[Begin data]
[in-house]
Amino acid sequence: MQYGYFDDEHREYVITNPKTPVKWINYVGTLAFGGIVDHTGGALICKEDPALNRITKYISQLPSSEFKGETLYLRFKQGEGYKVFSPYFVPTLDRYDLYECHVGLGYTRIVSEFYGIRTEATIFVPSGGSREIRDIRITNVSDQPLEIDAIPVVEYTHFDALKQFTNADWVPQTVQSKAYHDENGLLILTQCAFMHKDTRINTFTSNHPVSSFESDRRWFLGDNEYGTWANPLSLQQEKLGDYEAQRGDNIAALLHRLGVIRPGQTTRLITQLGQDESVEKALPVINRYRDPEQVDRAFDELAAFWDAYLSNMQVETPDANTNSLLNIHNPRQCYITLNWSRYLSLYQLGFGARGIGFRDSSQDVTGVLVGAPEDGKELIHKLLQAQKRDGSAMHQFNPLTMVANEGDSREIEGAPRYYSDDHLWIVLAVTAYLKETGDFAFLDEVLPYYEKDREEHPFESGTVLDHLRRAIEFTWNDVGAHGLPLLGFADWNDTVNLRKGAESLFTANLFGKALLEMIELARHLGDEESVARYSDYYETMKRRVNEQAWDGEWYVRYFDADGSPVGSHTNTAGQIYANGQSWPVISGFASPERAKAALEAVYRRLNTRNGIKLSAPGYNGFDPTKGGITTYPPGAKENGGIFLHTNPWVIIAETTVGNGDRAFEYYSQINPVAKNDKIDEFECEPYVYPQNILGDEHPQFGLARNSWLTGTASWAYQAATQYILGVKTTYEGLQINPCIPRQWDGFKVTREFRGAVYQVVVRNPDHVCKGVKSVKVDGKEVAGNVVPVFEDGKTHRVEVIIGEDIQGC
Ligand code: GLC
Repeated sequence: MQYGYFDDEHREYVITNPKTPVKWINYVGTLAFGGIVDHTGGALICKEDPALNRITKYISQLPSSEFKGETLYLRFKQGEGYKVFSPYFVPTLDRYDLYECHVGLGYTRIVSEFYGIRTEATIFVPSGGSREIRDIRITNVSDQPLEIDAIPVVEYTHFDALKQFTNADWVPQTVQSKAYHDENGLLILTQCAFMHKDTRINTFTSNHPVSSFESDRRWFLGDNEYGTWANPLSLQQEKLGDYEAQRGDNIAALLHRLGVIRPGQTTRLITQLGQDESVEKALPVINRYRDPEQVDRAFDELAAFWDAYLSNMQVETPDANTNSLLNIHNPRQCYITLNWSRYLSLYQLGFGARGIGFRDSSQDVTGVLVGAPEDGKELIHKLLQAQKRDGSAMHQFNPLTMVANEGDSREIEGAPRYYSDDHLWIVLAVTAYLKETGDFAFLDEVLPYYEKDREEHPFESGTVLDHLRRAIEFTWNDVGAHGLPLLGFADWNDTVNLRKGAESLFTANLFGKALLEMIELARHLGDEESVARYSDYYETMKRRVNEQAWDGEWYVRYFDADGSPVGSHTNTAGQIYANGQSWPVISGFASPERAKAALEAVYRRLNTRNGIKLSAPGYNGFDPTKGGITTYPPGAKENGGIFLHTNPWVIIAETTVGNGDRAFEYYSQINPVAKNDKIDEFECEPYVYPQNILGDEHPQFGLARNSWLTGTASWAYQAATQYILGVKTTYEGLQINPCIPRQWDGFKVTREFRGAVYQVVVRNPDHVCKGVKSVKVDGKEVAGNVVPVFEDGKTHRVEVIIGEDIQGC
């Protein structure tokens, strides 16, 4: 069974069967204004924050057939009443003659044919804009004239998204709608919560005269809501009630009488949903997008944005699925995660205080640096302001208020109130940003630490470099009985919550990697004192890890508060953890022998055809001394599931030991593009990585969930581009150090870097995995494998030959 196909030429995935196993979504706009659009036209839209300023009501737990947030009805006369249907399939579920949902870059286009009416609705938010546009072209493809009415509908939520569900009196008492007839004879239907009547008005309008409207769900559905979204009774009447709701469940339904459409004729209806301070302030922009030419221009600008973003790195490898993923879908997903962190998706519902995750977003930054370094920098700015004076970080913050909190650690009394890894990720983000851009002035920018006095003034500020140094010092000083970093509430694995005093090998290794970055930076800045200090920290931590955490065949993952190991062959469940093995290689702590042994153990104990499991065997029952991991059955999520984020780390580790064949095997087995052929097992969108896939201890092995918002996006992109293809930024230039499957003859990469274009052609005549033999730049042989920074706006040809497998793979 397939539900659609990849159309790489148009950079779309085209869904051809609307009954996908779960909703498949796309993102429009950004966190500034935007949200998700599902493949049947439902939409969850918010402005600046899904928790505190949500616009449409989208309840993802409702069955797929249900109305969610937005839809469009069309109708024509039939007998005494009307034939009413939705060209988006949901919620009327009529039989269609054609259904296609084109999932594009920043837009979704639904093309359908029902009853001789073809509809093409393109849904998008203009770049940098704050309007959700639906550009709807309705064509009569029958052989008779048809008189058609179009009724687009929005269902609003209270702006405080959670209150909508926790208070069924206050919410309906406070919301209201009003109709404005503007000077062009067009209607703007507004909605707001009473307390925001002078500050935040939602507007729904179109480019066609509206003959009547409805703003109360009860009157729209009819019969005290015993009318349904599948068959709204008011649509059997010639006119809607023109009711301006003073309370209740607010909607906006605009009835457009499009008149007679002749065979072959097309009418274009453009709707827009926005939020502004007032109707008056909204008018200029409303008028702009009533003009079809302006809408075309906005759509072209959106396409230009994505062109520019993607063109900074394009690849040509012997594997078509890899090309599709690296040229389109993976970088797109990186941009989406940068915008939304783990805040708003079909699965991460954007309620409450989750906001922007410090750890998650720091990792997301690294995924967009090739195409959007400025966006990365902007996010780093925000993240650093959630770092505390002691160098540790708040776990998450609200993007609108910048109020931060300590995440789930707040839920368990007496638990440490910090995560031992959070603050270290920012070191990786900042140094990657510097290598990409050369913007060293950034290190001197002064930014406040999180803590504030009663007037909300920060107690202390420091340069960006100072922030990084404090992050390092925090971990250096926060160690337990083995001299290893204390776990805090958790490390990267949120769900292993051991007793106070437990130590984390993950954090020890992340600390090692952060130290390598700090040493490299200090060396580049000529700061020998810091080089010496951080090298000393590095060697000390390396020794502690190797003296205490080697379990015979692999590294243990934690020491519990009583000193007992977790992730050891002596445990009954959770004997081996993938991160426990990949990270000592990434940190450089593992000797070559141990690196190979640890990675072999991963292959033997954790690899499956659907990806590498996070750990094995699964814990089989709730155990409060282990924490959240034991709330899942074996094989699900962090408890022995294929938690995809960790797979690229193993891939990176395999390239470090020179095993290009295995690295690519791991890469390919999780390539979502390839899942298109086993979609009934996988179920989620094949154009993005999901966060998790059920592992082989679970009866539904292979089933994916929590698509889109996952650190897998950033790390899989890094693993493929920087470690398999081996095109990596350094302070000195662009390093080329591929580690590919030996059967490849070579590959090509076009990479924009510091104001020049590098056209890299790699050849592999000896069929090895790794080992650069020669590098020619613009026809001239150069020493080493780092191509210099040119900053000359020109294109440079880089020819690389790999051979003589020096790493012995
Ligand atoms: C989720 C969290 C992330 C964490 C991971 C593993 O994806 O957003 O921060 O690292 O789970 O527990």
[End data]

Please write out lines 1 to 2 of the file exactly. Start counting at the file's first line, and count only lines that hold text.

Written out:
[in-house]
Amino acid sequence: MQYGYFDDEHREYVITNPKTPVKWINYVGTLAFGGIVDHTGGALICKEDPALNRITKYISQLPSSEFKGETLYLRFKQGEGYKVFSPYFVPTLDRYDLYECHVGLGYTRIVSEFYGIRTEATIFVPSGGSREIRDIRITNVSDQPLEIDAIPVVEYTHFDALKQFTNADWVPQTVQSKAYHDENGLLILTQCAFMHKDTRINTFTSNHPVSSFESDRRWFLGDNEYGTWANPLSLQQEKLGDYEAQRGDNIAALLHRLGVIRPGQTTRLITQLGQDESVEKALPVINRYRDPEQVDRAFDELAAFWDAYLSNMQVETPDANTNSLLNIHNPRQCYITLNWSRYLSLYQLGFGARGIGFRDSSQDVTGVLVGAPEDGKELIHKLLQAQKRDGSAMHQFNPLTMVANEGDSREIEGAPRYYSDDHLWIVLAVTAYLKETGDFAFLDEVLPYYEKDREEHPFESGTVLDHLRRAIEFTWNDVGAHGLPLLGFADWNDTVNLRKGAESLFTANLFGKALLEMIELARHLGDEESVARYSDYYETMKRRVNEQAWDGEWYVRYFDADGSPVGSHTNTAGQIYANGQSWPVISGFASPERAKAALEAVYRRLNTRNGIKLSAPGYNGFDPTKGGITTYPPGAKENGGIFLHTNPWVIIAETTVGNGDRAFEYYSQINPVAKNDKIDEFECEPYVYPQNILGDEHPQFGLARNSWLTGTASWAYQAATQYILGVKTTYEGLQINPCIPRQWDGFKVTREFRGAVYQVVVRNPDHVCKGVKSVKVDGKEVAGNVVPVFEDGKTHRVEVIIGEDIQGC